Today, we’ll meet Martha Matthews, the pastor’s wife in Journey to Riverbend. The snarky, sarcastic pastor’s wife. As her husband, Luke, said, “She makes pastoring interesting.”
Martha loves Jesus. But…she is sometimes challenged in walking out this love with others, especially with her mouth.
She tells me it stems from her childhood (doesn’t it always—author eye-roll here). Martha is the youngest of seven children. Her father was a minister and also president of a large seminary. Her mother was the perfect pastor’s wife who maintained her wifely perfection with an occasional snort of sherry. Purely for medicinal purposes as they say.
Growing up in this environment, with students fawning over her father and congregation members buffeting her mother with one request after another, expecting her to organize and lead every project.
At age sixteen, Martha made a decision. She would never marry a man of the cloth.
A lawyer, a banker, a farmer, even a cowboy or circus clown, would be a better alternative than a profession where the main requirements were keeping your deacons happy and turning the other cheek (physically, spiritually, and emotionally) until your head spun.
She totally understood her mother’s need for a sherry from time-to-time, and admired her for not seeking
something stronger and more frequently than once a week.
Then, the unbelievable happened—she met Luke Matthews. The young man enrolled in seminary, a shy farm boy, awkward around girls—a trait she admired more and more. Many of the other students looked forward to being called Reverend but there was little reverence in their hearts for those of the fairer sex, not even the seminary president’s daughters.
Luke was different. From the beginning, he stayed in the background at the President’s Teas. Nor did he associate with the rowdier crowd of students—those who smoked, and nipped whiskey on the sly, and would slink away to other towns on weekends.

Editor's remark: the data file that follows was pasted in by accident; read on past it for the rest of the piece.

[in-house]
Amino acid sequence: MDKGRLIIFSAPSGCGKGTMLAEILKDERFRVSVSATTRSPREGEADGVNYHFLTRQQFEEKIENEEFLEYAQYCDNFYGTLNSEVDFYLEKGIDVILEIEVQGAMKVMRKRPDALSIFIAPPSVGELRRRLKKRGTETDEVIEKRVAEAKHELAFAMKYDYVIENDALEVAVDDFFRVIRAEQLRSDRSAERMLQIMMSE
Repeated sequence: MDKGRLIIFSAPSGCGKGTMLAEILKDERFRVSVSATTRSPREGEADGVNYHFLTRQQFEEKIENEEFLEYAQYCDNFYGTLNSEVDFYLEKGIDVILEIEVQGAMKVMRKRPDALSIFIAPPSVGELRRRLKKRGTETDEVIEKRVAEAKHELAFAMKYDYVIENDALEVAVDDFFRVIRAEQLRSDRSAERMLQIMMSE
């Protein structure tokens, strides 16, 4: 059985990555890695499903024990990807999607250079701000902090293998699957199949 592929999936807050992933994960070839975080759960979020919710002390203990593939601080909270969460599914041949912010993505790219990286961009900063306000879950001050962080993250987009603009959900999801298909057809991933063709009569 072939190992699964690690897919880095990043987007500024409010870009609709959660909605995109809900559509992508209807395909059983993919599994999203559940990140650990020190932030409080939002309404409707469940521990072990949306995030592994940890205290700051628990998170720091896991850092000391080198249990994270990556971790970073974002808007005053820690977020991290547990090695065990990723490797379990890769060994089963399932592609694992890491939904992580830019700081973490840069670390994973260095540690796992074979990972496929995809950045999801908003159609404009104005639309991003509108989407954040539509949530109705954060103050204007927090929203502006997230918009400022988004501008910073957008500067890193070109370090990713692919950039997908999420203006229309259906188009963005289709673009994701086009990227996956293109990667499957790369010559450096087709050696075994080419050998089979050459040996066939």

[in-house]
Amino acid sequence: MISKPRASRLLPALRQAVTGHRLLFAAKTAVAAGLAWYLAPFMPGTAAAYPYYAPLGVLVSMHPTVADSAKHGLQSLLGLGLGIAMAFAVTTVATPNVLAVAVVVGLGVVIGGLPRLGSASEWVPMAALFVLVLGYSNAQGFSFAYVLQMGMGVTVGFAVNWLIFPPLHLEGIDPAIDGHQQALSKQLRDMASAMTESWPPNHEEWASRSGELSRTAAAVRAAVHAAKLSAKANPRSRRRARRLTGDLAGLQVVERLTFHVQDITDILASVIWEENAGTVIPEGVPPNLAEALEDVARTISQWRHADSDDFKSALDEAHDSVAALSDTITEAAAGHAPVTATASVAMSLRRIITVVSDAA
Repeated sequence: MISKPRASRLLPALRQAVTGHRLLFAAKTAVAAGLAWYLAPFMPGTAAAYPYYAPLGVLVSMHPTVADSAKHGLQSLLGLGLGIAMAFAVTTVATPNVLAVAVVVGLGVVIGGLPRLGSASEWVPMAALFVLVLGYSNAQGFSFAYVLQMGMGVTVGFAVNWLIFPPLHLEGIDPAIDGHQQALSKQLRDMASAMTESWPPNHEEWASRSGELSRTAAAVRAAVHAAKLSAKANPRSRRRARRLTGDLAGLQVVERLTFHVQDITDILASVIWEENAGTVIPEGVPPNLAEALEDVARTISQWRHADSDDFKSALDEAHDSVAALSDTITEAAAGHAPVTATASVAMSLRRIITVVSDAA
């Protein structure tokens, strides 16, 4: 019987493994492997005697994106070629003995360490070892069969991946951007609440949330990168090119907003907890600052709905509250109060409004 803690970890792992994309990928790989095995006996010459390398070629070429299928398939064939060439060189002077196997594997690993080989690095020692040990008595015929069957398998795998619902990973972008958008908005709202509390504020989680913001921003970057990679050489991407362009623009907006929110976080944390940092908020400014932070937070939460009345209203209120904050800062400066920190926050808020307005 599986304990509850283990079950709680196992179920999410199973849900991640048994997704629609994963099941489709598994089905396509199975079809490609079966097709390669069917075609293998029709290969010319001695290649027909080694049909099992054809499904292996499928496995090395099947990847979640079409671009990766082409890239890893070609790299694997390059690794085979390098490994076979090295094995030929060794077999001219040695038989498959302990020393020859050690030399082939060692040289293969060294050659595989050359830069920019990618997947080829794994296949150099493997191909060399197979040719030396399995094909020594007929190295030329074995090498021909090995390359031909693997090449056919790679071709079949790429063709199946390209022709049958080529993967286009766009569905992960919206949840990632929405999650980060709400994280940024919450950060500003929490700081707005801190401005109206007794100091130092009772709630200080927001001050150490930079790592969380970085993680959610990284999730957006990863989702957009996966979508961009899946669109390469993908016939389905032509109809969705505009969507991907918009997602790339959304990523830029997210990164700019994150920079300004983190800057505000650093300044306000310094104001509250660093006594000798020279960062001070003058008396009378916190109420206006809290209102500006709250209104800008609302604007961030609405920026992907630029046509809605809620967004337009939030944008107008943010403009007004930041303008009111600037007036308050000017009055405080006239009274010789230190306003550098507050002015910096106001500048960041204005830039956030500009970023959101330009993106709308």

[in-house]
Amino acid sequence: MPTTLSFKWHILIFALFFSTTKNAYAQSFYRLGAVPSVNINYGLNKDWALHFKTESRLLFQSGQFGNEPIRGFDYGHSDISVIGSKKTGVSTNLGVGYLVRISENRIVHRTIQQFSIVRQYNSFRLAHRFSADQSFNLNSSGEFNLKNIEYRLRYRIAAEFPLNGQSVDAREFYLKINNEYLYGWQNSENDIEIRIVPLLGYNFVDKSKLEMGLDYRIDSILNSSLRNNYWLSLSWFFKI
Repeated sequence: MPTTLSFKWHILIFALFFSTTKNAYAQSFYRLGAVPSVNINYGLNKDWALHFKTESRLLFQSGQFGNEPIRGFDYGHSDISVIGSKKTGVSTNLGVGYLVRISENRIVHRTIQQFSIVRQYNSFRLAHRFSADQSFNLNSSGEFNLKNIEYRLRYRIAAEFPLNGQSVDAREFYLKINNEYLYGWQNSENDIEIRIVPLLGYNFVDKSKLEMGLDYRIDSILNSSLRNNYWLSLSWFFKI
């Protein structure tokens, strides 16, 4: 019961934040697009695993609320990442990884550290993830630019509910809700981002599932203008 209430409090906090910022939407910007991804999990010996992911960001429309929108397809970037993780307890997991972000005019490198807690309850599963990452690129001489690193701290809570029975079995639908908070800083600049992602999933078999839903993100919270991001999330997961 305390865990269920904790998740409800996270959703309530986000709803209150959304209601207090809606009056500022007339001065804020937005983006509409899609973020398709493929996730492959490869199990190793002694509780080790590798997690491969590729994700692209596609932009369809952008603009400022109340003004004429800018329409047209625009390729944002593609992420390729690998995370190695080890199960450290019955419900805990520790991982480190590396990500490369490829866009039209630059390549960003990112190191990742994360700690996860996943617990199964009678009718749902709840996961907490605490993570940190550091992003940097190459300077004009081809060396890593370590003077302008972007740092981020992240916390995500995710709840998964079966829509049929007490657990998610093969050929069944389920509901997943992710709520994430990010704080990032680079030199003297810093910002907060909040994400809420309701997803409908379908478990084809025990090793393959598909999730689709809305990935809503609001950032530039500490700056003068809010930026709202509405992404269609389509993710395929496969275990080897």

Not Luke. Nor was he super devout by any means. He struggled in several of his classes. Was forgetful to a fault, constantly losing Bibles, textbooks, notes, pencils, pens, hats, coats, and shoes. But he was a gentleman with her and her sisters, and solicitous of her mother; even offering to help with chores and church projects.
And he began to stand out, catching her attention whenever she saw him. His soft smile and the way he almost made eye contact drew her to him. He wasn’t afraid of her or her position. He was simply awkward. And deeply in love with Jesus.
Mother must have seen something in him as well. One Sunday, early in his last year, she invited him to dinner. Him. Only him. Not part of a crew of three or four students normally invited.
And she sat him next to Martha! The nerve! Playing matchmaker when she knew Martha’s attitude about being a preacher’s wife.
And it worked! Much to her own surprise. By Christmas, she was in love with him. By Easter, they were engaged. Married right after his ordination. To a man of the cloth. Not funny, God.
Next came his first assignment. She hoped for a big city. Chicago, New York, Boston, Philadelphia. She’d even settle for Washington, D.C.
But God had other plans. Riverbend. She couldn’t find it on a map. When they arrived, she saw why. Small, dirt streets, saloons, gambling, smelly farmers, raunchy cowboys, a fawning mayor, a mayor’s wife who thought she should run the church. And a mean-spirited businessman who controlled it all. A man who had no use for preachers. Or their wives.
Luke took to it like a boy jumping into a swimming hole on a hot summer day. This shy boy could counsel one-on-one with a person and hold a congregation in the palm of his hand when he preached. As long as he remembered his notes. A 50-50 proposition at best.
For the first time, she realized what it meant to be called by God. Luke was called to be a small-town pastor. As much as he dreamed of teaching in a seminary, Riverbend held his heart. And she fell in love with him more each day as he ministered to the flock God had given him. They were never his sheep. They were the Lord’s.
She almost settled in to working with him stride for stride, partners yoked in a work greater than themselves.
If only she could control her mouth. She could not tolerate big egos, bullies, or the pretentious, a trait she acquired from her parents. Unfortunately, she did not acquire their diplomatic skills. A verbal whack upside the head was her weapon of choice with such individuals.
She consoled herself by saying, “At least there’s no sherry in the house.”